BPA is toxic, Canada rules
Bisphenol A, or BPA, a chemical used to make some hard plastic containers, bottles and toys, has officially be...
Bisphenol A, or BPA, a chemical used to make some hard plastic containers, bottles and toys, has officially been declared a toxic substance in Canada.
The federal government added BPA to Canada’s toxic substances list on October 13. In so doing, Canada becomes the first jurisdiction in the world to declare BPA toxic.
“We are continuing our leadership on this issue and Canadians can rest assured that we are working hard to monitor and manage bisphenol A,” Environment Minister Jim Prentice said in a statement.
BPA, also found in resins that coat the interior of food cans to prevent corrosion, has been shown to mimic the hormone estrogen and does not occur naturally in the environment.
The government said the listing allows it to develop regulations to manage the risks posed by the chemical.
The move comes on the heels of the European Food Safety Authority recently evaluating the chemical and reaching the opposite conclusion. In the U.S., there is a major regulatory effort to study the chemical, but results aren’t expected until next year.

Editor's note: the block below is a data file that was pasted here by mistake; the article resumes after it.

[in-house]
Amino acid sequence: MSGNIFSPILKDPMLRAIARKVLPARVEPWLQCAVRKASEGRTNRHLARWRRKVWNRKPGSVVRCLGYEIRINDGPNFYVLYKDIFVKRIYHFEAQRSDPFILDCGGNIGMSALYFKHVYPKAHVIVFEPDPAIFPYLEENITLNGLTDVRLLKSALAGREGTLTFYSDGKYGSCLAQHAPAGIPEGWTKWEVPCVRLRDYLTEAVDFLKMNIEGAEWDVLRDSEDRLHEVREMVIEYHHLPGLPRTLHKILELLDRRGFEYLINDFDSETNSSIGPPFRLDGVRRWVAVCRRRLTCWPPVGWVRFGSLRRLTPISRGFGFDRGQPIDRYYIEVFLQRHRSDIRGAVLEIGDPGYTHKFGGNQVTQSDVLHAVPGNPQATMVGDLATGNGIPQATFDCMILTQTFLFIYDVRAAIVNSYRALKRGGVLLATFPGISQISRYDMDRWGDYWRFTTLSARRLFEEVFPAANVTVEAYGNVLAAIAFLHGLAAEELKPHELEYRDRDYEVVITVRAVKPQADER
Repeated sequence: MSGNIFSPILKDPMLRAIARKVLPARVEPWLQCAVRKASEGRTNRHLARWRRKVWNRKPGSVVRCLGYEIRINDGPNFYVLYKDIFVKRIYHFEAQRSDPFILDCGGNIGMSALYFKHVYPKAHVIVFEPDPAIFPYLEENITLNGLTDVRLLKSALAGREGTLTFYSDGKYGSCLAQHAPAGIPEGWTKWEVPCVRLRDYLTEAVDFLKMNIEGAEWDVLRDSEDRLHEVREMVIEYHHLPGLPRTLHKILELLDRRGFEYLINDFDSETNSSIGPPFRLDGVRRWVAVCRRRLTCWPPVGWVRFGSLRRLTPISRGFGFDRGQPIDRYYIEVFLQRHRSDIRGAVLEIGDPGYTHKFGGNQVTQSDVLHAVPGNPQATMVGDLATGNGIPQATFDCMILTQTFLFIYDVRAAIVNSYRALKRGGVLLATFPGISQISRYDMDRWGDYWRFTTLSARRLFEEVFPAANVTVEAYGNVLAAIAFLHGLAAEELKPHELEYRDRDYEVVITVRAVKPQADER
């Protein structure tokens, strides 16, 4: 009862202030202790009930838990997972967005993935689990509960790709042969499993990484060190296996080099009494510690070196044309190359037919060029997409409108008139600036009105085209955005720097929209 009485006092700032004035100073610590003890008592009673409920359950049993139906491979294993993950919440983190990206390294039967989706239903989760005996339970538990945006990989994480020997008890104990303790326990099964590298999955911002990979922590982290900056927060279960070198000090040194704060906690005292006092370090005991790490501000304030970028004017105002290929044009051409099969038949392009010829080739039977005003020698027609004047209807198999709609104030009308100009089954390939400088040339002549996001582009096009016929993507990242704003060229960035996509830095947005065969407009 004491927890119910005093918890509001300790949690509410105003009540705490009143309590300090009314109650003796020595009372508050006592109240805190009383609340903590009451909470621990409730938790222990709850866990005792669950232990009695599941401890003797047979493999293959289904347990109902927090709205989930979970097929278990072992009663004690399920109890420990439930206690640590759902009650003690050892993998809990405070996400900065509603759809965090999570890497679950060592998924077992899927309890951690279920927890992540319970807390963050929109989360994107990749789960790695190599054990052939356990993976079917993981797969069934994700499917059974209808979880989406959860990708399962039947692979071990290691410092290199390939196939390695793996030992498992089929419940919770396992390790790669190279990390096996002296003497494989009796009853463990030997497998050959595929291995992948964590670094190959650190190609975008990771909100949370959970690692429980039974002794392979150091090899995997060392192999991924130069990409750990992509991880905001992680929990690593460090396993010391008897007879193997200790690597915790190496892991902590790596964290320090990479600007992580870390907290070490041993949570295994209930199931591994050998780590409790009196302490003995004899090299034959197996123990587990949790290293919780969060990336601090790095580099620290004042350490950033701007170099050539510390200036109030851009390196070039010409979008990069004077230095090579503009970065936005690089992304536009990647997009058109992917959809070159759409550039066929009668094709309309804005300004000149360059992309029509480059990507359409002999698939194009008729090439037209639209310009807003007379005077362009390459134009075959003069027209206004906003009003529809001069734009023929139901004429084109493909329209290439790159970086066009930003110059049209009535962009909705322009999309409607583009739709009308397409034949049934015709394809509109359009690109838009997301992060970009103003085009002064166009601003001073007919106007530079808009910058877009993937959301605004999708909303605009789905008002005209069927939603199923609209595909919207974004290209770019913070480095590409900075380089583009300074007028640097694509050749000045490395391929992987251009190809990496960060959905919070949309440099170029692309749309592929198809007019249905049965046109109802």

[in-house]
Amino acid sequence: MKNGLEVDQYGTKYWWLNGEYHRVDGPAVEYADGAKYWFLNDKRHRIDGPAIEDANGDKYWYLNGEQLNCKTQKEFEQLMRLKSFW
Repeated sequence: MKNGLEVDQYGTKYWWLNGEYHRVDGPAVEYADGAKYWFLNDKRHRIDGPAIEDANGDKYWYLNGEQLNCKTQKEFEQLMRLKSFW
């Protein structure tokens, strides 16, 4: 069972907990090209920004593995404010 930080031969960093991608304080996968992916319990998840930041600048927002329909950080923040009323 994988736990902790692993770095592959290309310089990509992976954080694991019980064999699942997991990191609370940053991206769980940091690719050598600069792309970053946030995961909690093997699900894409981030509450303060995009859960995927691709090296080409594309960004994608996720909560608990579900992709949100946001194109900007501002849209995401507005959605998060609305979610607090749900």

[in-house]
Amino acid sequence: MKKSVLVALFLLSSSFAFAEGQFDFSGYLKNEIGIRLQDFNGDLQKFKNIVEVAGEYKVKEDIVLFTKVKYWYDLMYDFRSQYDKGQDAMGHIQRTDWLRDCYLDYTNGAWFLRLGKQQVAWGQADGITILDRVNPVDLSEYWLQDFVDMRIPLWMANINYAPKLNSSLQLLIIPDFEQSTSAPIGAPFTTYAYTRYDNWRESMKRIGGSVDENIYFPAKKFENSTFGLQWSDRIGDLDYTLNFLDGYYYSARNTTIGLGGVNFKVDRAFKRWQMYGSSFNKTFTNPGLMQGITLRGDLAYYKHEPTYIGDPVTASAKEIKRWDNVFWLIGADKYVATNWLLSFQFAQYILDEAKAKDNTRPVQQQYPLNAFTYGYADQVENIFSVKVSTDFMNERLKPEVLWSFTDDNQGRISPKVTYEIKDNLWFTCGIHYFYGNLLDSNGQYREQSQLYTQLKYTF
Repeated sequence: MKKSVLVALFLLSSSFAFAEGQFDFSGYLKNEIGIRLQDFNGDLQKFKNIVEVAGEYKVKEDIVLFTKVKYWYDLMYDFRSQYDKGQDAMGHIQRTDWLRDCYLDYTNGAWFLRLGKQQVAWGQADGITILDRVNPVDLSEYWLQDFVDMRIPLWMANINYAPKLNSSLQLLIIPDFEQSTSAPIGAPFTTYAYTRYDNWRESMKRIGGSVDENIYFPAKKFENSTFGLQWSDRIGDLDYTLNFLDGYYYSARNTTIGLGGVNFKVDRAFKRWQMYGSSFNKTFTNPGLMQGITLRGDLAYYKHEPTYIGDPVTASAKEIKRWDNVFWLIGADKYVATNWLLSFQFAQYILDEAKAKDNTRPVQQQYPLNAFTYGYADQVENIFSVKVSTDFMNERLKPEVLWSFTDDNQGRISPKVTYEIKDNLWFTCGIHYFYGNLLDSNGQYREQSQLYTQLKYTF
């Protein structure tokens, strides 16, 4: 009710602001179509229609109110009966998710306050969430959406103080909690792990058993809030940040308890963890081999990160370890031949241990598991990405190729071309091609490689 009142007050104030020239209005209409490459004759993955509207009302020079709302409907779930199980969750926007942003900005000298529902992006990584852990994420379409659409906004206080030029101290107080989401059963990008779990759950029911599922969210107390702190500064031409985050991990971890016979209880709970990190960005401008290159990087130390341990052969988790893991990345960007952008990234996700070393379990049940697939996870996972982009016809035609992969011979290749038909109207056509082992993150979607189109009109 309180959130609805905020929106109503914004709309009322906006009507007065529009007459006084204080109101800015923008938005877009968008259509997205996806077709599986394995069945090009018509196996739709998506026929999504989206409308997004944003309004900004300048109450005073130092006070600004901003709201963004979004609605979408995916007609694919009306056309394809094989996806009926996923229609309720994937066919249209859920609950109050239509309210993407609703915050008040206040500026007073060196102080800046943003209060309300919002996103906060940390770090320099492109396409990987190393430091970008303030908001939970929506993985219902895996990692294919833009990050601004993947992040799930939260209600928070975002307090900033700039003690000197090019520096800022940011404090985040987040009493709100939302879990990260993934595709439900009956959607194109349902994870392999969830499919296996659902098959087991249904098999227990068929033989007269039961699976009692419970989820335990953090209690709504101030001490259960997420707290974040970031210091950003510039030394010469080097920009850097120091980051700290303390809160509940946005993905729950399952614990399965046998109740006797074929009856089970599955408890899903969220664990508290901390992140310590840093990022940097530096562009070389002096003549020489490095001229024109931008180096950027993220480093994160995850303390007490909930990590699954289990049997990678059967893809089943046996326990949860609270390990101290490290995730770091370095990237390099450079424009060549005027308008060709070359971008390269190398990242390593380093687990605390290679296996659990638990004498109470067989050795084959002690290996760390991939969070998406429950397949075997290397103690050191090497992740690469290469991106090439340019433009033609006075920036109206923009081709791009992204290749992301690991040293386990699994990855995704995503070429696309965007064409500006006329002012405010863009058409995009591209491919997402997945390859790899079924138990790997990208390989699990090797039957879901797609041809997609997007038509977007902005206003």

The American Chemistry Council (ACC) was quick to weigh in on Canada’s decision. “Just days after the European Food Safety Authority (EFSA) once again confirmed that BPA is safe for use in food-contact items, Environment Canada’s announcement is contrary to the weight of worldwide scientific evidence, unwarranted and will unnecessarily confuse and alarm the public,” said the ACC’s Steve Hentges. ‘’This puts Environment Canada at odds with the recent conclusions of EFSA, the U.S. Food and Drug Administration, and the German Federal Institute for Risk Assessment, all of which have concluded that BPA is safe in contact with food. The decision also appears to contradict the very recent opinion of Health Canada, which stated in August that ‘the current dietary exposure to BPA through food packaging is not expected to pose a health risk to the general population, including newborns and infants.'”